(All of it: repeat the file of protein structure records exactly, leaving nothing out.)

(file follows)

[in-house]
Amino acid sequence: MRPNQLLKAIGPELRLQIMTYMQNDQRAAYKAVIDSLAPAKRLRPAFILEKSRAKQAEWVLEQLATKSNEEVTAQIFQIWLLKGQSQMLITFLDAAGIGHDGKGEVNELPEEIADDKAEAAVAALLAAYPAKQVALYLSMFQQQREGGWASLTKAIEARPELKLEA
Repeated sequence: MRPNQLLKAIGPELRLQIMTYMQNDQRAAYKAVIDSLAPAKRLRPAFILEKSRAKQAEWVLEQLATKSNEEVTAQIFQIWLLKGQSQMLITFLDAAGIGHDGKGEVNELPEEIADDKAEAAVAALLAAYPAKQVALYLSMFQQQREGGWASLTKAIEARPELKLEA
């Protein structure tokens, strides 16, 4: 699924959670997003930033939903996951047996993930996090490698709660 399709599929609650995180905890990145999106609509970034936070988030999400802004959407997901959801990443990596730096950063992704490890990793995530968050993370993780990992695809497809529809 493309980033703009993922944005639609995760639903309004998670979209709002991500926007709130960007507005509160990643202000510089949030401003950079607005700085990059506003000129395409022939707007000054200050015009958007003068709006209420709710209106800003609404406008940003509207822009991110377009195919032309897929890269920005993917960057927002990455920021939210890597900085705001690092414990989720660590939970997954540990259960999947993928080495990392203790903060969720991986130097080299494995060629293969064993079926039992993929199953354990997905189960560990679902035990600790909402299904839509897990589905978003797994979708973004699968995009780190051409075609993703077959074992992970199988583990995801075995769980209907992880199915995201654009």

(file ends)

[in-house]
Amino acid sequence: MRPNQLLKAIGPELRLQIMTYMQNDQRAAYKAVIDSLAPAKRLRPAFILEKSRAKQAEWVLEQLATKSNEEVTAQIFQIWLLKGQSQMLITFLDAAGIGHDGKGEVNELPEEIADDKAEAAVAALLAAYPAKQVALYLSMFQQQREGGWASLTKAIEARPELKLEA
Repeated sequence: MRPNQLLKAIGPELRLQIMTYMQNDQRAAYKAVIDSLAPAKRLRPAFILEKSRAKQAEWVLEQLATKSNEEVTAQIFQIWLLKGQSQMLITFLDAAGIGHDGKGEVNELPEEIADDKAEAAVAALLAAYPAKQVALYLSMFQQQREGGWASLTKAIEARPELKLEA
């Protein structure tokens, strides 16, 4: 699924959670997003930033939903996951047996993930996090490698709660 399709599929609650995180905890990145999106609509970034936070988030999400802004959407997901959801990443990596730096950063992704490890990793995530968050993370993780990992695809497809529809 493309980033703009993922944005639609995760639903309004998670979209709002991500926007709130960007507005509160990643202000510089949030401003950079607005700085990059506003000129395409022939707007000054200050015009958007003068709006209420709710209106800003609404406008940003509207822009991110377009195919032309897929890269920005993917960057927002990455920021939210890597900085705001690092414990989720660590939970997954540990259960999947993928080495990392203790903060969720991986130097080299494995060629293969064993079926039992993929199953354990997905189960560990679902035990600790909402299904839509897990589905978003797994979708973004699968995009780190051409075609993703077959074992992970199988583990995801075995769980209907992880199915995201654009």